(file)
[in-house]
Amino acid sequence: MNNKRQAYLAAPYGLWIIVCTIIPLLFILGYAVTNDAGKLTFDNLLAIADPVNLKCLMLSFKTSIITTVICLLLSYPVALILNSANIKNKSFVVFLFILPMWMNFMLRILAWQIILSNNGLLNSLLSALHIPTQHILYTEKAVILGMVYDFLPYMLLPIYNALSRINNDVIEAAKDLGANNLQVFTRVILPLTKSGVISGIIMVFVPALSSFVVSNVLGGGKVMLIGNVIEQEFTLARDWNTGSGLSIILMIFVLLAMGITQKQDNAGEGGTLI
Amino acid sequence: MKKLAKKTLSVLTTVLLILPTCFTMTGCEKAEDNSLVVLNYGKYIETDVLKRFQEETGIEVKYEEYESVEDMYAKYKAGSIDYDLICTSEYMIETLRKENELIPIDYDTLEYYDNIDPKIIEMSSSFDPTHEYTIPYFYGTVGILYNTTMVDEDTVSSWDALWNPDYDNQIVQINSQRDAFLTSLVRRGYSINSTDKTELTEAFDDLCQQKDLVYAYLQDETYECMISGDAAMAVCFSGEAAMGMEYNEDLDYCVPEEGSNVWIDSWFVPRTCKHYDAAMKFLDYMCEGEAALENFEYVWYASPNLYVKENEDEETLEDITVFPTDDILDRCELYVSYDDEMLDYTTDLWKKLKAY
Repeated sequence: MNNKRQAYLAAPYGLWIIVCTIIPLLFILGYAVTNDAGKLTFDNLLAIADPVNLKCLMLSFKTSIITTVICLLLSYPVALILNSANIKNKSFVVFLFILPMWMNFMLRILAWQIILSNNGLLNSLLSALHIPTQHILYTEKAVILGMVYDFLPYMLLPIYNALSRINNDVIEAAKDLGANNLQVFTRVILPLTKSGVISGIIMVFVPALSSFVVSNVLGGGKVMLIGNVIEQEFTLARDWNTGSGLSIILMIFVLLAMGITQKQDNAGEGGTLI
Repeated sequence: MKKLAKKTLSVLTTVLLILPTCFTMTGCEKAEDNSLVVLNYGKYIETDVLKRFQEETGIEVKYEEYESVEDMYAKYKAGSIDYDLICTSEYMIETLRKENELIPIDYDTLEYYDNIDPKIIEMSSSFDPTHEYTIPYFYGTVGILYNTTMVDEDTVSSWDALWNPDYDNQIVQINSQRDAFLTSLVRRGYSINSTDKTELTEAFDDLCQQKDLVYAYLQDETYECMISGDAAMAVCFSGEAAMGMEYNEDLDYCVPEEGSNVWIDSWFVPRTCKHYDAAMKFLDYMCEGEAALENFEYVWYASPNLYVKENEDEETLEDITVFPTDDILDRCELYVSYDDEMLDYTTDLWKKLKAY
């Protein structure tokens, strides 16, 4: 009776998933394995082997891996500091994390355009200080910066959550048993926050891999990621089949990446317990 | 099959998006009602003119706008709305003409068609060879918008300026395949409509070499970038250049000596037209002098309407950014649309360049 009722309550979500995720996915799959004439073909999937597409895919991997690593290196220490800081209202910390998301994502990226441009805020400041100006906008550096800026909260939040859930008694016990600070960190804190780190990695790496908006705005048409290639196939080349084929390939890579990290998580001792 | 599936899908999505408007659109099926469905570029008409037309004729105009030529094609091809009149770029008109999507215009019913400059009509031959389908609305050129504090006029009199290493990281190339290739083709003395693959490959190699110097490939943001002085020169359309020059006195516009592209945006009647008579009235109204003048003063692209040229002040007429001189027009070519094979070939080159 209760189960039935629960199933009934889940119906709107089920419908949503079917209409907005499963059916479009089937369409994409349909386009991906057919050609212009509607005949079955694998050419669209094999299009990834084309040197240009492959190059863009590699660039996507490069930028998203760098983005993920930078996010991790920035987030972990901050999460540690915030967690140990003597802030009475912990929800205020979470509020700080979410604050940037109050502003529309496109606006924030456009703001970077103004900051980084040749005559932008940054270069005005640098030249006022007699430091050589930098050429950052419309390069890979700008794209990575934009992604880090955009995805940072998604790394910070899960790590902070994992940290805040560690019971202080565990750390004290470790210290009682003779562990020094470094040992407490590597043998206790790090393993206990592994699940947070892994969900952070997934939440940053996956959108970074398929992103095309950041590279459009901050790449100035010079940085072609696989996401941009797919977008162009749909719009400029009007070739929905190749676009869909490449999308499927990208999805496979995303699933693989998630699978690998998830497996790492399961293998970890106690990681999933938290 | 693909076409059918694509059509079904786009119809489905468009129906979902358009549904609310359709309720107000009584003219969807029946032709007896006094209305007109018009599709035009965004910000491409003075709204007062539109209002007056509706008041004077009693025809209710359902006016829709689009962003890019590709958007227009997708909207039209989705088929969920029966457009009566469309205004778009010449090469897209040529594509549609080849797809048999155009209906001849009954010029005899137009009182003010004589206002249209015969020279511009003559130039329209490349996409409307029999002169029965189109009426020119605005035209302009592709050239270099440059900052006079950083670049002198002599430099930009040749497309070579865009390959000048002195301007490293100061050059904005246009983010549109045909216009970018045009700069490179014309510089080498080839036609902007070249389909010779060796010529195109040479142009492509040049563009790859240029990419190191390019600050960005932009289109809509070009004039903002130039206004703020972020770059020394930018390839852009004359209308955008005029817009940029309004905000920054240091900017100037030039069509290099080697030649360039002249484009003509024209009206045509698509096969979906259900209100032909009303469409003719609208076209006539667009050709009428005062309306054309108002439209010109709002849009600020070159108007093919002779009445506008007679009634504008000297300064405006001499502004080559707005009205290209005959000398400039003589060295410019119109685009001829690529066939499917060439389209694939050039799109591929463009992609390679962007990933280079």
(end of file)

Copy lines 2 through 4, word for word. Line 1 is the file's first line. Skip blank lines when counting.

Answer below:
Amino acid sequence: MNNKRQAYLAAPYGLWIIVCTIIPLLFILGYAVTNDAGKLTFDNLLAIADPVNLKCLMLSFKTSIITTVICLLLSYPVALILNSANIKNKSFVVFLFILPMWMNFMLRILAWQIILSNNGLLNSLLSALHIPTQHILYTEKAVILGMVYDFLPYMLLPIYNALSRINNDVIEAAKDLGANNLQVFTRVILPLTKSGVISGIIMVFVPALSSFVVSNVLGGGKVMLIGNVIEQEFTLARDWNTGSGLSIILMIFVLLAMGITQKQDNAGEGGTLI
Amino acid sequence: MKKLAKKTLSVLTTVLLILPTCFTMTGCEKAEDNSLVVLNYGKYIETDVLKRFQEETGIEVKYEEYESVEDMYAKYKAGSIDYDLICTSEYMIETLRKENELIPIDYDTLEYYDNIDPKIIEMSSSFDPTHEYTIPYFYGTVGILYNTTMVDEDTVSSWDALWNPDYDNQIVQINSQRDAFLTSLVRRGYSINSTDKTELTEAFDDLCQQKDLVYAYLQDETYECMISGDAAMAVCFSGEAAMGMEYNEDLDYCVPEEGSNVWIDSWFVPRTCKHYDAAMKFLDYMCEGEAALENFEYVWYASPNLYVKENEDEETLEDITVFPTDDILDRCELYVSYDDEMLDYTTDLWKKLKAY
Repeated sequence: MNNKRQAYLAAPYGLWIIVCTIIPLLFILGYAVTNDAGKLTFDNLLAIADPVNLKCLMLSFKTSIITTVICLLLSYPVALILNSANIKNKSFVVFLFILPMWMNFMLRILAWQIILSNNGLLNSLLSALHIPTQHILYTEKAVILGMVYDFLPYMLLPIYNALSRINNDVIEAAKDLGANNLQVFTRVILPLTKSGVISGIIMVFVPALSSFVVSNVLGGGKVMLIGNVIEQEFTLARDWNTGSGLSIILMIFVLLAMGITQKQDNAGEGGTLI